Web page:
Menu

4 2FinalProjectOneMilestoneTwo1

0 Comment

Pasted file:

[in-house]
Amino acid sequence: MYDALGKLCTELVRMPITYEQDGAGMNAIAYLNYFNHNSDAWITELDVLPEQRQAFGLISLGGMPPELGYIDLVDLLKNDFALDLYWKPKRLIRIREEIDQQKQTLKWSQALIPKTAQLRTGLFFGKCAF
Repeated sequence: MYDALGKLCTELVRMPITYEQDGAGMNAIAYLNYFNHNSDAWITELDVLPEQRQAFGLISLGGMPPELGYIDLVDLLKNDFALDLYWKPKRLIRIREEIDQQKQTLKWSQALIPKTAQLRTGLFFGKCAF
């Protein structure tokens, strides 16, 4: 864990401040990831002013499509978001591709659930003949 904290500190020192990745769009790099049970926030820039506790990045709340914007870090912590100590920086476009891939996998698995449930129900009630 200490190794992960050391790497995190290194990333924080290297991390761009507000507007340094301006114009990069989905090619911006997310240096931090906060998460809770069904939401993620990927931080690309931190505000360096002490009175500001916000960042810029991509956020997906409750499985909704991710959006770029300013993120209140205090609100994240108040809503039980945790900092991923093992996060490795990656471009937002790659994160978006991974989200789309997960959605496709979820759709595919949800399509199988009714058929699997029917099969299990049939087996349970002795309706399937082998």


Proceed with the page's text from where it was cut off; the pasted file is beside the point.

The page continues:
Spain’s Healthcare StudyMaria Williams Southern New Hampshire University Spain’s Health Care StudySpain has one of the best health care systems among developed countries. The Spanish Health System (SNS) is universal, which ensures that a majority of people in the country have access to healthcare (Gallo & Gené-Badia, 2013). However, like many other health systems, the SNS has its limitations. Three of the key issues that affect the Spanish health care system include huge health care spending, increasing public health deficits, and increasing pressures due to enhanced demand and use of the system. Significance of the Health IssuesThe Spanish government made a commitment to ensure access to universal health care for all Spaniards. Health care is a constitutional right for each person in Spain. This policy ensures that all people have access to good quality care. However, this system brings about many issues for the country’s health care. Most of the issues that affect this system are connected to the high costs. The main issues identified is the very high spending on health care that helps to keep the system afloat, the constantly increasing health care deficit, and there is an increasing level of demand for health care that will likely make the problem worse in the future. This is a highly significant issue as it will affect the sustainability of the SNS. The current health care spending in Spain is 1.4% above the average of the OECD countries (Avanzas, Pascual & Moris, 2017). The increasing demand for health care means that the problem may get worse in the future. The health care spending deficit will continue to increase and putting more strain on the sustainability of the Spanish health care.Populations Impacted by Health IssuesThe high spending on health care in Spain is covered by the taxes. As health care gets more expensive and demand for health care grows, the government may be in need to collect more resources to meet the increasing needs. The populations that are most impacted by these issues are the lower income earners. The Spanish government has for a long time prioritized health care spending. The increasing cost of healthcare has been a motivation for increasing taxes. Over 71% of the health care costs in Spain are paid through taxes (Aguilar, Bleda, & Centelles, 2019). This means that the cost of health care is just transferred to the taxpayers. As the costs increase, so will their income. Lower income earners have a higher risk of being impacted by these changes. Social and Cultural FactorsThe social demographics in Spain have a big impact on the increasing health care costs. The population of Spain has a high percentage of aged adults. An estimated 17% of the Spanish population, accounting for about 7 million people, are aged above 65 years. Around 25% of the aging population in Spain is above 80 years (Avanzas, Pascual & Moris, 2017). Therefore, a lot of spending goes into care for the elderly. A majority of healthcare spending goes towards aging populations. With such a demographic set-up, Spain continues to require very high costs to take care of its elderly adults. Additionally, the Spanish culture values their elderly adults. Elderly people in pain are respected and valued by their families and community members (Molina-Mula et al., 2019). It is likely that the country will continue to allocate more resources to continue meeting the health care needs of the aging population.Economic FactorsThe high spending on health care and possible increasing demand for the health care services in Spain is putting a strain on the Spanish economic system. Spain has some of the highest spending on health care as a percentage of its GDP. In 2019, Spain spent 9.4% of its GDP on health care. This is around 1.4% higher than the average spending by OECD countries (Aguilar, Bleda, & Centelles, 2019). As the demand increases, the Spanish government may need to inject more money into health care, which will be harder for the economy to handle.Current ActionsThe Spanish government has been trying decentralization as a strategy for dealing with health care costs. The current Spanish health care system is decentralized. There are 17 regional authorities that control the system (Delgado et al., 2018). The government has been in a process of recentralizing care to have better control over the health care spending in the country. The Ministry of Finance in Spain would like to take over control over health care spending to have a better chance at limiting the budget deficits. The Spanish government has also been trying to change the depth and breadth of coverage.  Only 5.5% of health care costs in Spain are covered by private insurers. The government has been gradually reviewing its benefit packages to encourage more people to seek private insurance (Delgado et al., 2018). Such changes help to transfer the burden of health care costs to private companies and less on the government. If this strategy is effective, it can help to ease the pressure of the country’s healthcare on its economy.Influence of Major Stakeholders and OrganizationsPublic expenditure accounts for a majority of the Spanish health care system, but there are other stakeholders who play a major role in the survival of the system. There are mandatory health insurance organizations as well as private insurers that contribute to the payment of the high costs of healthcare in Spain (Delgado et al., 2018). These organizations contribute a small percentage to the high health care budget, which helps to reduce the spending deficits. Additionally, there are people who pay out-of-pocket for health care services in the country. Out-of-pocket payments are important in injecting resources into the public health system in Spain (Delgado et al., 2018). Most importantly, a lot of non-profit organizations have made significant impact to the improvement of the cost issue in the Spanish healthcare system. These organizations help people at the community level to meet their health care costs (Delgado et al., 2018). They are significant to the injection of funds to the Spanish health care system. Recommendations for ImprovementIt is unlikely that the demand for health care will reduce. The health care spending issue will continue to persist unless changes are made to the cost of care. Proving good quality care in Spain will require investment into the reduction of healthcare costs so that the government can reduce the amount of money spent to ensure all people have access to quality care. One of the recommendations is to take advantage of technologies that reduce care costs. Technologies that can reduce administrative costs such as electronic records should be used in the right manner. All organizations can improve on their spending if they invest in technologies that enhance efficiency in their care delivery processes. Secondly, it is recommended that the government of Spain continues with its decentralization efforts. If the government can get more control over the finance aspect of the healthcare system, it will be easier to examine the potential areas that are taking up unnecessary costs and making the necessary changes. The central government will have a better chance at controlling costs if it has a role to play in the budgeting practices of the country’s health care system.ReferencesAguilar, M. G., Bleda, J. G., & Centelles, C. G. (2019). Immigrants in the Spanish public healthcare system: participative and general healthcare matters.Revista espanola de salud publica,93. Avanzas, P., Pascual, I., & Moris, C. (2017). The great challenge of the public health system in Spain.Journal of thoracic disease,9(Suppl 6), S430. Bernal-Delgado, E., Garcia-Armesto, S., Oliva, J., Martinez, F., Repullo, J., Peña-Longobardo, L., … & Hernández-Quevedo, C. (2018). Spain-health system review. http://www.euro.who.int/__data/assets/pdf_file/0008/378620/hit-spain-eng.pdf?ua=1Gallo, P., & Gené-Badia, J. (2013). Cuts drive health system reforms in Spain.Health Policy,113(1-2), 1-7.Molina-Mula, J., Gallo-Estrada, J., & Miquel-Novajra, A. (2019). Attitudes and beliefs of Spanish families regarding their family members aged 75 years and over who live alone: a qualitative study.BMJ open,9(4), e025547.